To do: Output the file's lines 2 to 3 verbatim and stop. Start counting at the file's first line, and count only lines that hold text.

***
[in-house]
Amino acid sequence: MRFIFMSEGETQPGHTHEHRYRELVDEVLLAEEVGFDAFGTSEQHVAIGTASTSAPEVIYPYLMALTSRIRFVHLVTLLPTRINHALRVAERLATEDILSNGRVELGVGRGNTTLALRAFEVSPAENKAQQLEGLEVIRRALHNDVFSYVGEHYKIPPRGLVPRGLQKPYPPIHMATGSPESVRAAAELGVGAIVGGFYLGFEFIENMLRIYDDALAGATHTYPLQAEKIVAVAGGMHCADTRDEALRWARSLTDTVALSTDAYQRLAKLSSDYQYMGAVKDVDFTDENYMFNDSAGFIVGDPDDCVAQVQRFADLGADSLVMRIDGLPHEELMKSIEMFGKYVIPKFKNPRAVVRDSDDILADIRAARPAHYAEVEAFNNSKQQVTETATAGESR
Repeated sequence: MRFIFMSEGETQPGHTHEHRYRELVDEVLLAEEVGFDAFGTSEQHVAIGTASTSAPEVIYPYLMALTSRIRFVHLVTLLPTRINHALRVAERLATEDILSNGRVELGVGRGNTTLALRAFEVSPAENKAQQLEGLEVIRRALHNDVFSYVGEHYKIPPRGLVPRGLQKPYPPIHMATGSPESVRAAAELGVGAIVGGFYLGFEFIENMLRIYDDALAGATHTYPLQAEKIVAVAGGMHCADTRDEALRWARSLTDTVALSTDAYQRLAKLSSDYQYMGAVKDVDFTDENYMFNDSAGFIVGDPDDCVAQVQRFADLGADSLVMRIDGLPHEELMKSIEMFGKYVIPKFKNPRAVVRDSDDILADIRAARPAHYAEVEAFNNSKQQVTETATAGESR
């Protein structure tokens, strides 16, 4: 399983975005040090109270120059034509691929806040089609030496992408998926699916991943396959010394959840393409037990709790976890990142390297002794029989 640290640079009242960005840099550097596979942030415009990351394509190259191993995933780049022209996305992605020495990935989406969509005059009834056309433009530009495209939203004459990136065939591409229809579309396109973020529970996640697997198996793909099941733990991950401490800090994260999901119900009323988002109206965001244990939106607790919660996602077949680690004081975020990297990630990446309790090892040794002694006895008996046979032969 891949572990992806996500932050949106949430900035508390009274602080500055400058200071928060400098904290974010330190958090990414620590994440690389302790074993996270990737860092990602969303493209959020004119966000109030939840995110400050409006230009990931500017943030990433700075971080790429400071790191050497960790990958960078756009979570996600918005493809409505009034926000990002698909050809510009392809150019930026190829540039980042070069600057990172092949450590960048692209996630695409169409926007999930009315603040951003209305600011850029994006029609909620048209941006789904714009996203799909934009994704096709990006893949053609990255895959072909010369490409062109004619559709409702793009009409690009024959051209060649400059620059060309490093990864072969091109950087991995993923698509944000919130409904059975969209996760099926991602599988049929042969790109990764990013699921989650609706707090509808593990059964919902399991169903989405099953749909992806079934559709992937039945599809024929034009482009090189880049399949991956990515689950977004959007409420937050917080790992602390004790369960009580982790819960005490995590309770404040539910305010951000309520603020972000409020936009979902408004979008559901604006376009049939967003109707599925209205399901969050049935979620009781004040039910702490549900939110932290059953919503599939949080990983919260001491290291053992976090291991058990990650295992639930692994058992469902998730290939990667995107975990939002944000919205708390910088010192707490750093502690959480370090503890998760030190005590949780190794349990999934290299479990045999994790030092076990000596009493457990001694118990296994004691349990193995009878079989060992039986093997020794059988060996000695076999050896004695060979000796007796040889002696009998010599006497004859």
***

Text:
Amino acid sequence: MRFIFMSEGETQPGHTHEHRYRELVDEVLLAEEVGFDAFGTSEQHVAIGTASTSAPEVIYPYLMALTSRIRFVHLVTLLPTRINHALRVAERLATEDILSNGRVELGVGRGNTTLALRAFEVSPAENKAQQLEGLEVIRRALHNDVFSYVGEHYKIPPRGLVPRGLQKPYPPIHMATGSPESVRAAAELGVGAIVGGFYLGFEFIENMLRIYDDALAGATHTYPLQAEKIVAVAGGMHCADTRDEALRWARSLTDTVALSTDAYQRLAKLSSDYQYMGAVKDVDFTDENYMFNDSAGFIVGDPDDCVAQVQRFADLGADSLVMRIDGLPHEELMKSIEMFGKYVIPKFKNPRAVVRDSDDILADIRAARPAHYAEVEAFNNSKQQVTETATAGESR
Repeated sequence: MRFIFMSEGETQPGHTHEHRYRELVDEVLLAEEVGFDAFGTSEQHVAIGTASTSAPEVIYPYLMALTSRIRFVHLVTLLPTRINHALRVAERLATEDILSNGRVELGVGRGNTTLALRAFEVSPAENKAQQLEGLEVIRRALHNDVFSYVGEHYKIPPRGLVPRGLQKPYPPIHMATGSPESVRAAAELGVGAIVGGFYLGFEFIENMLRIYDDALAGATHTYPLQAEKIVAVAGGMHCADTRDEALRWARSLTDTVALSTDAYQRLAKLSSDYQYMGAVKDVDFTDENYMFNDSAGFIVGDPDDCVAQVQRFADLGADSLVMRIDGLPHEELMKSIEMFGKYVIPKFKNPRAVVRDSDDILADIRAARPAHYAEVEAFNNSKQQVTETATAGESR